She said the people of the area have genuine concerns and there was no way they would not want to hear her.
Mpumalanga Premier Refilwe Mtsweni says an incident of her addressing people using a police nyala and not addressing at a stadium has now been misunderstood to mean that she was chased away.
Mtsweni returned to the area this week following a stand-off with residents a week ago and said what really happened last week was not people chasing her out of the area but a matter of misunderstanding.
“What transpired on that day was that the majority of people had genuine concerns and they were willing to listen to us and we have addressed some of those community members already and when we got to the second stop our plan was that we would go to the stadium.
“But the people said to us, ‘please, can you address us here because we don’t want to go to the stadium but unfortunately we did not have the sound systems and that is why we had to rely on the police inyala which has now been misconstrued as me being hackled away of this,” Mtsweni said when she spoke to journalists on the sidelines of her meeting with the community on Tuesday this week.
The commission was investigating two statements the spin doctor released while he was the spokesperson of then Premier David ‘DD’ Mabuza.
The Public Service Commission has found that Mpumalanga government spin doctor Zibonele Mncwango breached professional ethics when he used government resources to defend the personal and ANC matters of then Premier DD Mabuza.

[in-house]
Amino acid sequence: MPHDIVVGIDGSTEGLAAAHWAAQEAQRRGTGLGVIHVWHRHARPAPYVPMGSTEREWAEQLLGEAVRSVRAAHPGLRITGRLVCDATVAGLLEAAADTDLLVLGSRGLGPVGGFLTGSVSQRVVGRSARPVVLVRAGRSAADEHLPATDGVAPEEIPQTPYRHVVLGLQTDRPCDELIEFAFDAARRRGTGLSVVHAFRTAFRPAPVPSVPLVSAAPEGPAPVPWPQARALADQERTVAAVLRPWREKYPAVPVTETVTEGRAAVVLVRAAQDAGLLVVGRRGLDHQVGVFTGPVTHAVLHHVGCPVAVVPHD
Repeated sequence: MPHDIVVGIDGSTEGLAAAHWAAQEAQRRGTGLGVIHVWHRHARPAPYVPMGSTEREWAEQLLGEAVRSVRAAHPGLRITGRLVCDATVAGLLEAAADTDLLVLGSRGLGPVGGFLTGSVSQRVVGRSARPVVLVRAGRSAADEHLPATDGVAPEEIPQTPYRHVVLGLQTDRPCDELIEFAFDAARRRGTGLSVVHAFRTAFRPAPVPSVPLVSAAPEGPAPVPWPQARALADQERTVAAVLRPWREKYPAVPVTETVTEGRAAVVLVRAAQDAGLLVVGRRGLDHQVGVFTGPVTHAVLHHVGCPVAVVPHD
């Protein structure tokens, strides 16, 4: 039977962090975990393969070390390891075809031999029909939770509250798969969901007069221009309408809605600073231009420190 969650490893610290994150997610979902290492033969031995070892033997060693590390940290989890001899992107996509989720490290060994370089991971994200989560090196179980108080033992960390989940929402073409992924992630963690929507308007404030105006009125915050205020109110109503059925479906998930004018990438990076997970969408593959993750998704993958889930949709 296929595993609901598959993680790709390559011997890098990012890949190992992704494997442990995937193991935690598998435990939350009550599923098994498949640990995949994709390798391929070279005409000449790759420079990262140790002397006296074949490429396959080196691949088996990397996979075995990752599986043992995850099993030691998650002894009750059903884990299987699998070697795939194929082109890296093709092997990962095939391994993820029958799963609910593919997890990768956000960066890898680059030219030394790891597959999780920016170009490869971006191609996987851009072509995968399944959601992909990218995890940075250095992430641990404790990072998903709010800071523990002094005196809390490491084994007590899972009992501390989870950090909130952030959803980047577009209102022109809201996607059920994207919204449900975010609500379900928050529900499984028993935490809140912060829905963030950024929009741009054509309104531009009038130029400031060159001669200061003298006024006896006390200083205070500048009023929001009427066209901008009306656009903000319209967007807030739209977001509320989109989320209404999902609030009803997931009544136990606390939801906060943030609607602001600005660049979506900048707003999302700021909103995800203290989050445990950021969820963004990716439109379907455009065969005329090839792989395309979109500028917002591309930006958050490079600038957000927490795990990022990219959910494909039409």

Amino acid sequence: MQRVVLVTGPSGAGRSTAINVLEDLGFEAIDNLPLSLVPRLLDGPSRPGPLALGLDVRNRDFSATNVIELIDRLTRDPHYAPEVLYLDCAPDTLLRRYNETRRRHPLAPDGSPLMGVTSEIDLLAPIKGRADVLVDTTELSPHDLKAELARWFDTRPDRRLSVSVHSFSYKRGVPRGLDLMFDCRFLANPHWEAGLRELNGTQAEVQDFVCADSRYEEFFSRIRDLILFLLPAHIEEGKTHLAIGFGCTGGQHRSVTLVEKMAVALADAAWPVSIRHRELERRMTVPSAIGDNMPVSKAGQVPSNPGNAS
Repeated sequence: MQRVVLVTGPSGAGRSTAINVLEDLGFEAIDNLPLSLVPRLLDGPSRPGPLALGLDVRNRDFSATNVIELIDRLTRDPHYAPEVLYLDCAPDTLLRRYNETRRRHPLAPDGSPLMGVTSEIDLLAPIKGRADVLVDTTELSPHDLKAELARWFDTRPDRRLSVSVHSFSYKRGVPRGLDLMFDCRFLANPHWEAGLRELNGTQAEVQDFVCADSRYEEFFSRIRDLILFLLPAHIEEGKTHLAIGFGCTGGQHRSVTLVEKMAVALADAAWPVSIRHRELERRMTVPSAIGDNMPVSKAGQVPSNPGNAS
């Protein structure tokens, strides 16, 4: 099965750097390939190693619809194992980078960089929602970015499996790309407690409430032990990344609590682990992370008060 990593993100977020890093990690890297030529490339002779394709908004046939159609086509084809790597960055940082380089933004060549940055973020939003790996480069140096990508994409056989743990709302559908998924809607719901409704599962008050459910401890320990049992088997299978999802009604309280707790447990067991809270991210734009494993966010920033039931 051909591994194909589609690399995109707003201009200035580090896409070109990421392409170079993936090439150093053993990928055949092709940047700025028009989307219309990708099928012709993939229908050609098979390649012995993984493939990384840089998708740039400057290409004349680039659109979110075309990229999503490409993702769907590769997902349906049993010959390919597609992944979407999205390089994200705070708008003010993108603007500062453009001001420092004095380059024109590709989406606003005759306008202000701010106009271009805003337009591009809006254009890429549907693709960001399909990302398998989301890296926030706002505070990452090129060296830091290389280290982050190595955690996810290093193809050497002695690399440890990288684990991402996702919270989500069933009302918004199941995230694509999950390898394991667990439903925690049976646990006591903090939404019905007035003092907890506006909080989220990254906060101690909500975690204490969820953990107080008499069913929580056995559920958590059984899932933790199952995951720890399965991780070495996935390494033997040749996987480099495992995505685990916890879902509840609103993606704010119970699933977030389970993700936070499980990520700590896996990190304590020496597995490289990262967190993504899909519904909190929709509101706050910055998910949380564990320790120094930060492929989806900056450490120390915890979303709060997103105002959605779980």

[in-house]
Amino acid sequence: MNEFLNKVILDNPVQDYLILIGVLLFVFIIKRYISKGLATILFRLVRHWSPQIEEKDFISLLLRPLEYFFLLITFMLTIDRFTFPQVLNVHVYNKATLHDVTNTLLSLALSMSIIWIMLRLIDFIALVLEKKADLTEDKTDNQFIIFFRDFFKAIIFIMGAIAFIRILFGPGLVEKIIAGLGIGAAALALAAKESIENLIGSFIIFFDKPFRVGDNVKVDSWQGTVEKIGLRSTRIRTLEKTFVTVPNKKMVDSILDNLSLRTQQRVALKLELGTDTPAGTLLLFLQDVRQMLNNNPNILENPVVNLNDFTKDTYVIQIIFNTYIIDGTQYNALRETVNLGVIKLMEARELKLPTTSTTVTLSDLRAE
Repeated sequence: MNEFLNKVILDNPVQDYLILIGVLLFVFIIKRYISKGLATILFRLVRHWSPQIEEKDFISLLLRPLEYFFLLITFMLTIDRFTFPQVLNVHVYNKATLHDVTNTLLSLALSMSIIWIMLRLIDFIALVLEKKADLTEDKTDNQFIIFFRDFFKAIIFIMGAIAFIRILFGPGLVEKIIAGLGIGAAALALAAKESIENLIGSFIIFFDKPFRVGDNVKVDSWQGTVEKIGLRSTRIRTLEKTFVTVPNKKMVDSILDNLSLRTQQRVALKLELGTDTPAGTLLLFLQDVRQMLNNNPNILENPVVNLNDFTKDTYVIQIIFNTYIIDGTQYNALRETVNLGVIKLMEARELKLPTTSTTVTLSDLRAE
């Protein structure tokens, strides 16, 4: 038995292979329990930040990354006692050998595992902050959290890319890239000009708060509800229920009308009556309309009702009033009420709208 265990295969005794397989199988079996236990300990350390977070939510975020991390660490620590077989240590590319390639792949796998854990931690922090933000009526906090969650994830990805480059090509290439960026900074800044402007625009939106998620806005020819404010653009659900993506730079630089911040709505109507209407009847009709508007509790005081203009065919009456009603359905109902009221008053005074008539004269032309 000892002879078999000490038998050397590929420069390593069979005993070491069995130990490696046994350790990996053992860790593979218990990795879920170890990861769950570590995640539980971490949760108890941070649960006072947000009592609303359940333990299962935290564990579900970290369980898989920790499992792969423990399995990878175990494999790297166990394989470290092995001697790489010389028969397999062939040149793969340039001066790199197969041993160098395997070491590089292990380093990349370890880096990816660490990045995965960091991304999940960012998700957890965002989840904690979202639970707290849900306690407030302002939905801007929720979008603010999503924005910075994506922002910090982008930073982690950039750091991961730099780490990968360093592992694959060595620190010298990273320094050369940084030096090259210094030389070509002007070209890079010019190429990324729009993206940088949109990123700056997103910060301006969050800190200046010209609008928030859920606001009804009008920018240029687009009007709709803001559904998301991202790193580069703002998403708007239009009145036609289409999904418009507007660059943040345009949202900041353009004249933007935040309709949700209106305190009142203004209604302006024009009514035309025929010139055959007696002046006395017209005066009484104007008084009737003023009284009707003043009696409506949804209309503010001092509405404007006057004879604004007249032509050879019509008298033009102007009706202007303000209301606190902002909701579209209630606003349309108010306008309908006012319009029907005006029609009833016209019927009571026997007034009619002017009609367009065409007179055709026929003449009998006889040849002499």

Action has now been recommended against Mncwango for “abuse of resources”.
On 5 May 2017, Mncwango released a media statement and which was later published on the Mpumalanga government website replying to a high court judgement in which a judge dismissed Mabuza’s defamation case against ANC former treasurer Mathews Phosa.
Mabuza had taken Phosa to the Tshwane high court following allegations Phosa made in 2015 that Mabuza was a spy during apartheid.
Phosa said he had found a document that alleged Mabuza was operating under the code name PN485 and served to inform apartheid officials about the movements of senior leaders like ex-leader Jacob Zuma and basic education minister Angie Motshega from 1985 to 1993.
Mabuza refuted this, saying it was a political campaign aimed at toppling him as a leader of the ANC in the Mpumalanga province and Premier.
He alleged Phosa was one of the authors of the document in his drive to take him out of power and then approached the court, suing Phosa R10 million for defamation of character.
But the Tshwane high court dismissed the case, saying Mabuza failed to show how Phosa invented the document.
“The so-called spy dossier has no owner or author and remains just a smear campaign document produced by faceless authors for their smear campaign agendas,” Mncwango said at the time.
The DA went to the Public Service Commission and laid a complaint against Mncwango, charging the matter between Phosa and Mabuza had nothing to do with government.
“The heading of the judgement by the Gauteng High Court in respect of the matter upon which Mr Mncwango issued an official statement clearly alludes to Mr David Dadebe Mabuza in his personal capacity and not as Premier of Mpumalanga,” the commission said this week in its findings.
“There is therefore little room for doubt that the action by Mr Mncwango is not only wrongful but lacks the necessary professional ethics befitting of [a] public servant,” the commission charged, recommending that the director-general of the Mpumalanga government, Mathews Mohlasedi, takes actions against Mncwango and prevent further abuse of state resources from happening again in the future.